Steve gave a lecture to the students of Physics 308-L about Labview basics and showed them how to set up an exponential random number generator. This was the basis for their lab assignment. Here are my sketch notes about the lecture, which I think turned out surprisingly well.
This was a super interesting session. It was so interesting that I had to stop scribing so I could get involved in the conversation. The bulk of the conversation discussed how to get others involved in collaborating on Wikipedia.
Many people are afraid to contribute and the interesting thing is that, their fears are kinda justified as the moderators on Wikipedia can be kinda harsh when it comes to accepting edits. Not only this, but the people who should contribute (leaders in the field) frequently don’t and it’s obvious the world could greatly benefit from their contributions. The moderators described keys to getting over this barrier and presented an interesting case study: a class assignment that involved creating articles on Wikipedia!
Some of those principles from that case study I’m actually applying in my own lab this semester, but more geared towards open notebook science (instead of creating wikipedia content). The goal is the same though, to get the students used to contributing to collective knowledge and to encourage them to communicate with their community (each other).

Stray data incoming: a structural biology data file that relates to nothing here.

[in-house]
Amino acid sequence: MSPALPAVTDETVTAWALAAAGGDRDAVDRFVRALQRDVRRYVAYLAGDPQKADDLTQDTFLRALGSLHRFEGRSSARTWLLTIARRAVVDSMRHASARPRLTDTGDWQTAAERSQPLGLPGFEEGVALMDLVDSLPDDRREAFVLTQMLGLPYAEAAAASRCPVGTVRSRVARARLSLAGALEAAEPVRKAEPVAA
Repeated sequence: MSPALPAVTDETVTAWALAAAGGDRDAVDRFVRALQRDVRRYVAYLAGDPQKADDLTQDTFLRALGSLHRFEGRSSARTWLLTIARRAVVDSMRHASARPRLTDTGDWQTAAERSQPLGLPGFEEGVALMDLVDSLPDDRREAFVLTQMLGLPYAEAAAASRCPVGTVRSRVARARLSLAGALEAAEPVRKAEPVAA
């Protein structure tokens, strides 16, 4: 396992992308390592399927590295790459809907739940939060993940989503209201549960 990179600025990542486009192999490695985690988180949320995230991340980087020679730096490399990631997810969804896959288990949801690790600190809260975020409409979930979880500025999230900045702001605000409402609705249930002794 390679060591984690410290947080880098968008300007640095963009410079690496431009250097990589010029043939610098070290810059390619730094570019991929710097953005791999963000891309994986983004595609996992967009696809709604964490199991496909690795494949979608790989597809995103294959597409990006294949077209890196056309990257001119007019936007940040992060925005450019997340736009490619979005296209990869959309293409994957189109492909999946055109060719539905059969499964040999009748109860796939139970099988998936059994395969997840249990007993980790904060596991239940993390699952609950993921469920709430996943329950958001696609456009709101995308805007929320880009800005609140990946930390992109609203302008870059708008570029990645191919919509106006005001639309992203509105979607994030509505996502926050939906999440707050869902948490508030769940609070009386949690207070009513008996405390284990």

Altmetrics are web analytics tools designed to accurately measure the true impact of modern scientific publications. The biggest criticism with peer review is a lot of the process is slow and dated and the major way to gauge usefulness of a publication is to measure impact factor which is just as skewed as the perception of peer review being critical today. I have a lot of interesting views on this that I won’t go into now, but you can read all about altmetrics here and find some cool modern tools that attempt to properly gauge impact here.
This session introduced the idea of alternative metrics and displayed the various tools that attempt to collect various data scattered throughout the web to gauge impact in a modern, insightful way. And above are my sketch notes from that session. Enjoy!
I’ve mentioned this before and tweeted about it a couple times, but there was a session at ScienceOnline 2012 that taught conference attendees the practice of sketch noting. Perrin Ireland (@experrinment) hosted the session and then encouraged all who attended to practice during the conference. We would even get our work publicized.
So in the next series of posts I’m going to publish the sketch notes from the conference. I’ve also been inspired to continue to practice my sketch note skills and I’ll be posting sketch notes from lectures, seminars, colloquium, etc until the day I graduate (and hopefully beyond).
To start I’m going to share my sketch note of the sketch note session. I was practicing as I was learning. I’m also posting the sketch note Perrin created of the session that I moderated with Jean-Claude Bradley (Open Notebook Science). Check them out in the gallery below.